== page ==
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🐏 Liturgies of Empire and Resistance

Greetings Friends, I trust that you are all staying strong and healthy and hope that you tuned into
🐏 Liturgies of Empire and Resistance
By C. Wess Daniels • Issue #3 • View online

Greetings Friends,
I trust that you are all staying strong and healthy and hope that you tuned into the Poor People’s Campaign Digital March on Washington this weekend if you were able to. Here is a great write up about the weekend’s events, an interview with Rev. Dr. Liz Theoharis and Rev. Dr. William Barber II, and you can rewatch the broadcast here (over 2.5 million people streamed at least some of the march this weekend). I hope you find their work inspiring.
Today, I want to share with you some thoughts based on my talk “Liturgies of Empire, Liturgies of Resistance” (see below) from this weekend where I had the honor of delivering the keynote address for the Intermountain Yearly Meeting of Friends. You can watch the keynote here.
As we reflect on the topic of “Liturgies of Empire, Liturgies of Resistance,” I invite you to reflect on this query with me:
“What do we need to practice (individually and as communities) in order to be able to be faithful in our resistance to empire in this time?”
Thank you for reading,
Wess

🏢 🐏 Liturgies of Empire, Liturgies of Resistance
The Liturgies of Empire and Liturgies of Resistance from the Book of Revelation
The Liturgies of Empire and Liturgies of Resistance from the Book of Revelation
The Intermountain Yearly Meeting keynote served as an opportunity for me to further develop my thinking behind these concepts pictured above. After I published my book, Resisting Empire, last fall it was the concept of “liturgies” I knew I wanted to go deeper into. It felt unfinished and raised even more questions for me.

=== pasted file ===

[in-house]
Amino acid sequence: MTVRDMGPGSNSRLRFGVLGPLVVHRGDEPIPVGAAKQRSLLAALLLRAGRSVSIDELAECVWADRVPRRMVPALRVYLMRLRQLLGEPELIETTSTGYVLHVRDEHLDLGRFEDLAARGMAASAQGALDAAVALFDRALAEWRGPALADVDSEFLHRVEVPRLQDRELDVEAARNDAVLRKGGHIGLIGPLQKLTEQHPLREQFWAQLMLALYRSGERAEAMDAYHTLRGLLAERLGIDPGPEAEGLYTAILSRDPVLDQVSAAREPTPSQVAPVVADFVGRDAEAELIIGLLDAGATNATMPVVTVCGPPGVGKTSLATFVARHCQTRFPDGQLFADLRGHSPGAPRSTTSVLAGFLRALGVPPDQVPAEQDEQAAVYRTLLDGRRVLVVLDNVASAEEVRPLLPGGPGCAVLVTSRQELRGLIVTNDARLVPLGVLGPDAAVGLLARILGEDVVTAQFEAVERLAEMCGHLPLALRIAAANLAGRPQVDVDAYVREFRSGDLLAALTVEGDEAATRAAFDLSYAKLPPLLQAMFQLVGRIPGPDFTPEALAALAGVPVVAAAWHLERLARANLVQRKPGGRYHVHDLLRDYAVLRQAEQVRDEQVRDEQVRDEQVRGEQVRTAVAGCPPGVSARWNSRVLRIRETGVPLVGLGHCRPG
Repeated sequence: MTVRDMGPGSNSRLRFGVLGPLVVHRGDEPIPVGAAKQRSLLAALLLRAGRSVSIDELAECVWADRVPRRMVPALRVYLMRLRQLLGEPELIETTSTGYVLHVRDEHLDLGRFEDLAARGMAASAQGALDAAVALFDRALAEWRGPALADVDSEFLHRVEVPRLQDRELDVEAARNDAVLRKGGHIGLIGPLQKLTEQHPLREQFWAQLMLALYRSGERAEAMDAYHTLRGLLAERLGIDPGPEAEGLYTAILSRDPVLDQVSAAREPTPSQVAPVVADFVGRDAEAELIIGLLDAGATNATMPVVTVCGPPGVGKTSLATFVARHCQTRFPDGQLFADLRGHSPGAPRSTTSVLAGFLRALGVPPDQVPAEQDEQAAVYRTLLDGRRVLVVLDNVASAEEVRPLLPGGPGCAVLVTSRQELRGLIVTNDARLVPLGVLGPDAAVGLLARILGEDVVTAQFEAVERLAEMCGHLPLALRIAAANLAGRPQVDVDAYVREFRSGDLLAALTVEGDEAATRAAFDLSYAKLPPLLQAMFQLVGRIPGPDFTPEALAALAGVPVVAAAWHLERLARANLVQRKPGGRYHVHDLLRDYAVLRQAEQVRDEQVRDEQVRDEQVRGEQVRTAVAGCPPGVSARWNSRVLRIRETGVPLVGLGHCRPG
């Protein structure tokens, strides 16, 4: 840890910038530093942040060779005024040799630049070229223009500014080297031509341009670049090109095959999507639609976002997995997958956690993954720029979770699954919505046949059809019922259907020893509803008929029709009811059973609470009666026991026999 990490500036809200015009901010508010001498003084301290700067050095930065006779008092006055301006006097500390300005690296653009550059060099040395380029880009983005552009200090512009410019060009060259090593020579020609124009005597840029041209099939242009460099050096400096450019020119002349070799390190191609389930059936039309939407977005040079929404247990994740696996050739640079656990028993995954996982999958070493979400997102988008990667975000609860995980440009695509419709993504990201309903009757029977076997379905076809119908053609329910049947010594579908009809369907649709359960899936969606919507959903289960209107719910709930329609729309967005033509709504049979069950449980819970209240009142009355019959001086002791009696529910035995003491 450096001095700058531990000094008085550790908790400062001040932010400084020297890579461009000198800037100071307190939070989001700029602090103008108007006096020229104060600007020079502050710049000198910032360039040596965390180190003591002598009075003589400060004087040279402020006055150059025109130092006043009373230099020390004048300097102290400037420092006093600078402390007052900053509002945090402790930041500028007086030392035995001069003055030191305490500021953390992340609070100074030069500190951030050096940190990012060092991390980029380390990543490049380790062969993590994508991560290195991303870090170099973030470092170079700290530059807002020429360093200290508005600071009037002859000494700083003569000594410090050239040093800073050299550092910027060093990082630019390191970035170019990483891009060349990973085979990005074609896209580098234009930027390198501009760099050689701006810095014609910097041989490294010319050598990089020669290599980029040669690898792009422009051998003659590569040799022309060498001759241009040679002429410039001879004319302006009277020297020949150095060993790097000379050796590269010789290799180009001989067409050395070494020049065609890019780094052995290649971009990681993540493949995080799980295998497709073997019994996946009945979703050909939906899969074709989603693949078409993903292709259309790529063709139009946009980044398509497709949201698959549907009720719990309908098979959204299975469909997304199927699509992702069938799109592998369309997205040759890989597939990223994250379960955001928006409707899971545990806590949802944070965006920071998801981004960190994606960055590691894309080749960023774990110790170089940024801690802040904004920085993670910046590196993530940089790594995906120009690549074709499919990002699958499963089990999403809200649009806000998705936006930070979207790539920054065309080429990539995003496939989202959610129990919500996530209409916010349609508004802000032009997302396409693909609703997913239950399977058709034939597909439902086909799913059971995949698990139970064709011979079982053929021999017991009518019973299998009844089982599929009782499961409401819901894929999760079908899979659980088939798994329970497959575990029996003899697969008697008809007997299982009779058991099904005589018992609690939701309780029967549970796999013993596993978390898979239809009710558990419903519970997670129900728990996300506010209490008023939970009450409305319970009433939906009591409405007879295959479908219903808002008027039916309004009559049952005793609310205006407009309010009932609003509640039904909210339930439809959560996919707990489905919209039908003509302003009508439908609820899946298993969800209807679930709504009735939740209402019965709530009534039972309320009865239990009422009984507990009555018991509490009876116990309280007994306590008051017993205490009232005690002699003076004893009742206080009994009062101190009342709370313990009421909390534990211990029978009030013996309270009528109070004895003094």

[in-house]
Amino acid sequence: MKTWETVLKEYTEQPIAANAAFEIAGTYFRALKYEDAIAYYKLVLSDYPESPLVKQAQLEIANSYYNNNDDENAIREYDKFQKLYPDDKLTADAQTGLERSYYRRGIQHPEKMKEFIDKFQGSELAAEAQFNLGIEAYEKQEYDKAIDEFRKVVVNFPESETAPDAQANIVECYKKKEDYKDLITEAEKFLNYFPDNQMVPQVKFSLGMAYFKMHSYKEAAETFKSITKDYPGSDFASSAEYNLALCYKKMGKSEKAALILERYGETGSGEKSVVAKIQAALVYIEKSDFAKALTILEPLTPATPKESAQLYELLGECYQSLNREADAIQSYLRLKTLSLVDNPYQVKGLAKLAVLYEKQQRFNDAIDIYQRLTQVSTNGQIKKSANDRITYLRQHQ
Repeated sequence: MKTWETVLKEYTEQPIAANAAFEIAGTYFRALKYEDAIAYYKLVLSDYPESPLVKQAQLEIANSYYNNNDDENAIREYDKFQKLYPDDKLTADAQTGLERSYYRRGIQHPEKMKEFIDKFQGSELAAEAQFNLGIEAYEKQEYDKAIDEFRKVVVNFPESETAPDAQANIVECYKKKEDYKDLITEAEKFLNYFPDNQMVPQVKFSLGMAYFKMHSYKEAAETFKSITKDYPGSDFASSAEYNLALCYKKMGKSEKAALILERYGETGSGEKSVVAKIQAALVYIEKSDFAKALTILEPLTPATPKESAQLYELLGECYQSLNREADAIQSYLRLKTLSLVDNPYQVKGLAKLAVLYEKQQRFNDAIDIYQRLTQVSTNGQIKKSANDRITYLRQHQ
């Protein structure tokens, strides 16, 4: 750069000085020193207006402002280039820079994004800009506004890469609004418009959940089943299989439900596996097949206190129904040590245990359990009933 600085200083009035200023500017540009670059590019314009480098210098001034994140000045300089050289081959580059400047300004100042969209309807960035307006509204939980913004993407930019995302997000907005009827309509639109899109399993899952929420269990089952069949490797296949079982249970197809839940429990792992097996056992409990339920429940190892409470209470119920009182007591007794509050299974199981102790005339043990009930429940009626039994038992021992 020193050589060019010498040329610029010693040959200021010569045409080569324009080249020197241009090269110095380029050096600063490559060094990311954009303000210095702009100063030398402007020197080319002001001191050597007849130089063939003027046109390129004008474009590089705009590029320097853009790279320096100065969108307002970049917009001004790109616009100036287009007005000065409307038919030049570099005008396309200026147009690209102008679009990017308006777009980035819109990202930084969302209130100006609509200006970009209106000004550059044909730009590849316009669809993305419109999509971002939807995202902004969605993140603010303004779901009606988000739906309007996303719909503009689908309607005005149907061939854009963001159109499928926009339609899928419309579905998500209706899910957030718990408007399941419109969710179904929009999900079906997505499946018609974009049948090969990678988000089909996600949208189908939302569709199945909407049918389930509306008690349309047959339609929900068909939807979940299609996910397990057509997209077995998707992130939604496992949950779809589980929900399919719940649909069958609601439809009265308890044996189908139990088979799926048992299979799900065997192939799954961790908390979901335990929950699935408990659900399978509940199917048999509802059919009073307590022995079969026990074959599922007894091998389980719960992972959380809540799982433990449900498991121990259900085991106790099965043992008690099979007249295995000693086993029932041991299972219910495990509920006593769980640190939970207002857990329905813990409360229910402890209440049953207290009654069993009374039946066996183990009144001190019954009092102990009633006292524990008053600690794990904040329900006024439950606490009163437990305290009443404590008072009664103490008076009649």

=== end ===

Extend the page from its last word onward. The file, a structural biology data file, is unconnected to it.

Part of this early curiosity arose out of conversations with friends here in town, especially Rev. Darryl Aaron of Providence Baptist Church here in Greensboro who wrote the afterward to Resisting Empire and pointed me towards Black spirituals and liturgy as very clear examples of “liturgies of resistance.” Over multiple conversations with Rev. Aaron, and some of my own observations from within my (Quaker) faith tradition, I realized two things:

  1. We need better ways of understanding and unmasking the liturgies of empire, because they are incredibly powerful on our lives and are really good at hiding what it is doing. Talking about and identifying “liturgies of empire,” needs to become part of our regular lexicon.
  2. If we are to be the multitude (Rev. 7), a people of resistance with the lamb that was slain and yet overcame death, we need an incredibly powerful and robust set of practices and liturgies of our own. Liturgies that can counter-form, or perhaps cruci-form, us in ways that enable us to have courage and a strong enough analysis to challenge and resist becoming like empire.
The religion of empire is and has been a powerful force in our world for as long as humans have been dividing resources and power among some while exploiting that majority of people. Today, state and national authorities using biblical imagery and appealing to Christianity, while refusing to do what Christianity calls for (caring for the poor, marginalized, in our midst) is so normal it is easy to miss. This picture of Trump holding a bible in front of St. John’s Church on June 1, after having peaceful protestors cleared with tear gas and rubber bullets says 1,000 words about the religion of empire (here’s a helpful take on what happened).